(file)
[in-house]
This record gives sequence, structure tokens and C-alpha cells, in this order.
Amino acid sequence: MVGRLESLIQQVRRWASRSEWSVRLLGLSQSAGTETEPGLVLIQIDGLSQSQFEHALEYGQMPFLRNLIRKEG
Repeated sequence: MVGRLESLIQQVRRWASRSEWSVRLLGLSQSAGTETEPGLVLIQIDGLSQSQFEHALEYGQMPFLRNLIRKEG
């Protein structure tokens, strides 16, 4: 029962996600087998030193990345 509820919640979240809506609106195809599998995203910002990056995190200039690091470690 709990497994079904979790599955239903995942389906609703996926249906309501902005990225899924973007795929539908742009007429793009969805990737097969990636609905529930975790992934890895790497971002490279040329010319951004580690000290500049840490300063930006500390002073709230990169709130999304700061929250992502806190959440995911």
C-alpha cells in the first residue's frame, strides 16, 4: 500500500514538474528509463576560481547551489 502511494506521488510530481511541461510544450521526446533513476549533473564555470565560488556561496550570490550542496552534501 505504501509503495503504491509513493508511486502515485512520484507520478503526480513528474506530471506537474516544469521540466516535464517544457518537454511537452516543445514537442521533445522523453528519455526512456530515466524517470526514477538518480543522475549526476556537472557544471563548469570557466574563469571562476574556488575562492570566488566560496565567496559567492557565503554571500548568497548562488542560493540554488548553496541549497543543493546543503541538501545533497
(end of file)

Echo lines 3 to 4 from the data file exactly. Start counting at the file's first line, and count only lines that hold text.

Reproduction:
Amino acid sequence: MVGRLESLIQQVRRWASRSEWSVRLLGLSQSAGTETEPGLVLIQIDGLSQSQFEHALEYGQMPFLRNLIRKEG
Repeated sequence: MVGRLESLIQQVRRWASRSEWSVRLLGLSQSAGTETEPGLVLIQIDGLSQSQFEHALEYGQMPFLRNLIRKEG